This is a short fun exercise I also went through while reading SICP. The problem gives a definition for zero and a function to compute the next integer (add 1):

```
(define zero (lambda (f) (lambda (x) x)))
(define (add-1 n)
(lambda (f) (lambda (x) (f ((n f) x)))))
```

The problem asks you to write the function that adds two numbers without using add-1 iteratively.

Let’s first look at the definitions to figure out what they do:

## Zero

Zero is represented as a function, and this function, when evaluated on any parameter returns the identity function. We could write zero as \(zero(f)(x) = x\).

## Add-1

To add 1 to a number, say \(n\), we wrap \(n\) in function \(f\). So \(add1(n)(f)(x) = f(n(f)(x))\). For zero we had \(zero(f)(x) = x\), one would be \(one(f)(x) = f(zero(f)(x)) = f(x)\), two then is \(two(f)(x) = f(one(f)(x)) = f(f(x))\).

We can easily see the pattern, \(k\) is applying \(k\) times the function \(f\) to \(x\).

## Add

We can now write the function add to sum two numbers. Since adding \(n_1\) and \(n_2\) is returning a function that applies \(n_1 + n_2\) times the function \(f\) to \(x\) , we can think of it as applying \(n_1\) to \(n_2\). The code looks as follows:

```
(define (add n1 n2)
(lambda (f) (lambda (x) ((n1 f) ((n2 f) x)))))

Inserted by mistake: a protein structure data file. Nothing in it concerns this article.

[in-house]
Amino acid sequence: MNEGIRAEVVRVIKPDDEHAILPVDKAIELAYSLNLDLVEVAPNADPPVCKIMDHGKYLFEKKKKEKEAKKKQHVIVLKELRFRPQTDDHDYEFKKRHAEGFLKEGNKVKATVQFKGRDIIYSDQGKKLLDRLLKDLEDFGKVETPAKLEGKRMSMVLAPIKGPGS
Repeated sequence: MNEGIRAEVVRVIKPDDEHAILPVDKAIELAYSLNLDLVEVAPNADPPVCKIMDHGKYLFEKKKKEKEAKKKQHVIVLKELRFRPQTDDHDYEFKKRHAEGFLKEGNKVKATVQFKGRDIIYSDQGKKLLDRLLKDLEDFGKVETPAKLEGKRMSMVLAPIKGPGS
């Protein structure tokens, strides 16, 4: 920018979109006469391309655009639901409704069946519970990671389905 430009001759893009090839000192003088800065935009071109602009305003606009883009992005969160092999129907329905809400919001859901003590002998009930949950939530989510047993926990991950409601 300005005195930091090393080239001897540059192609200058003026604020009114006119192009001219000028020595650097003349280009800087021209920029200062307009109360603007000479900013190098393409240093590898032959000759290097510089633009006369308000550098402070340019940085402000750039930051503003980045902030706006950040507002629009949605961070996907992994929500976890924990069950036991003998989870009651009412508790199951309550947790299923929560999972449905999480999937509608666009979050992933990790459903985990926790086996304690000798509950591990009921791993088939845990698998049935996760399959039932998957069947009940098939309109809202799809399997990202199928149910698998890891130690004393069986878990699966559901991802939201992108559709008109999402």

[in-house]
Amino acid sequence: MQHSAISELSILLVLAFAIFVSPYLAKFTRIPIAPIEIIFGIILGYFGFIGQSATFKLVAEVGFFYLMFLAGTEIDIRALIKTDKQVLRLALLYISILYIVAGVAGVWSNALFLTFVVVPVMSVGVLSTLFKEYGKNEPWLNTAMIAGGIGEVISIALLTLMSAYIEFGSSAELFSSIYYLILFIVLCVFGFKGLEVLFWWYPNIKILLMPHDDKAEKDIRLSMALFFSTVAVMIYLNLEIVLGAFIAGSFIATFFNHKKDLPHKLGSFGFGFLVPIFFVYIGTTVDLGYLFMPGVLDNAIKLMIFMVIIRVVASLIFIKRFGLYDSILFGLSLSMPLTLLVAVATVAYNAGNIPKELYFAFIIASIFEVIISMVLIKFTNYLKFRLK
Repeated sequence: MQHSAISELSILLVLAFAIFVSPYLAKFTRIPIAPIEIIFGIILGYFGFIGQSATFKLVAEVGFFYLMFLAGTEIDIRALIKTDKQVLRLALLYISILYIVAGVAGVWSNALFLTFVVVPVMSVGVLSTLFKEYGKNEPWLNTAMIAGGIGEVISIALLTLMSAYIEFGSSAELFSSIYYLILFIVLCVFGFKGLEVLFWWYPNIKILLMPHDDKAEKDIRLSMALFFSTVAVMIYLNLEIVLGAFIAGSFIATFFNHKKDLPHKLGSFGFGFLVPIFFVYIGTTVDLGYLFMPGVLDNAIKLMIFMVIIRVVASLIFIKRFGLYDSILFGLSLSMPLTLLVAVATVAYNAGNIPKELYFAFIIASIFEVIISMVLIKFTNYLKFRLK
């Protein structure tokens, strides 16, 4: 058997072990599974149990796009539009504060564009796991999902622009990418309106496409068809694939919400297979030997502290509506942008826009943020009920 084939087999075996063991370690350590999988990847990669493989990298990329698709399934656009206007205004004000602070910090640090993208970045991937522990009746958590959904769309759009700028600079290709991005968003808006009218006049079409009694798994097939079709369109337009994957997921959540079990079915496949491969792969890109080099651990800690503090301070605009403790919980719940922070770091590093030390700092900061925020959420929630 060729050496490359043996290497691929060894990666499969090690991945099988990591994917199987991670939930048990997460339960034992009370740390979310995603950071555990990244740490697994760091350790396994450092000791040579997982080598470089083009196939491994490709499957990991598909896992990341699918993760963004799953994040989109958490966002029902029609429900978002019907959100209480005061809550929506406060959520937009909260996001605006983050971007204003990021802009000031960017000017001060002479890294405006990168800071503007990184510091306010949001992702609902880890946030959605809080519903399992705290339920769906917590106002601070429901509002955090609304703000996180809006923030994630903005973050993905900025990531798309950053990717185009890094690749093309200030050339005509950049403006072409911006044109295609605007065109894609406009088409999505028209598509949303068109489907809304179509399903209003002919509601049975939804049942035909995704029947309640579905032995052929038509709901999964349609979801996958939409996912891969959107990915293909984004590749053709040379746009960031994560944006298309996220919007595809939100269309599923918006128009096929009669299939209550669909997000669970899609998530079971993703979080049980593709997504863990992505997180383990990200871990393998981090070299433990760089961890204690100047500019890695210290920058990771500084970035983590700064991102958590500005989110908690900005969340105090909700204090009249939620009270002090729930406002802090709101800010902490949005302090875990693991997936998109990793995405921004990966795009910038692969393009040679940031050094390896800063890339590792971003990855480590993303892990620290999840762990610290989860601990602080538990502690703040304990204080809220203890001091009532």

```

## Verifying

Before we can check this, we need a way to evaluate the numbers. For this, notice that it is enough to evaluate our number setting \(x=0\) and \(f(x) = x + 1\):

```
(define (eval n)
((n (lambda (x) (+ 1 x))) 0))
```

We can check a few numbers:

```
(eval zero)
(eval (add-1 zero))
(eval (add-1 (add-1 zero)))
(eval (add-1 (add-1 (add-1 zero))))
```

returns:

```
0
1
2
3
```

Let’s write a function to build numbers using add-1:

```
(define (build n)
(cond
[(= 0 n) zero]
[else (add-1 (build (- n 1)))]))
```

We first will check that this works for a reasonable set of numbers:

```
(define (errors n)
(for/list
([i (in-range 0 n)]
#:when (not (eq? (eval (build i)) i)))
i))
```

When evaluated (up to 30,000 at least) this returns the empty list, which means, it did not find any errors.

Now we evaluate whether our add function works:

```
(define (add-errors n)
(for/list
([i (in-range 0 n)]
[j (in-range 0 n)]
#:when (not (eq? (eval (add (build j) (build i))) (+ i j))))
(list i j)))
```

And when running this up to 1,000 it works as expected, producing an empty list.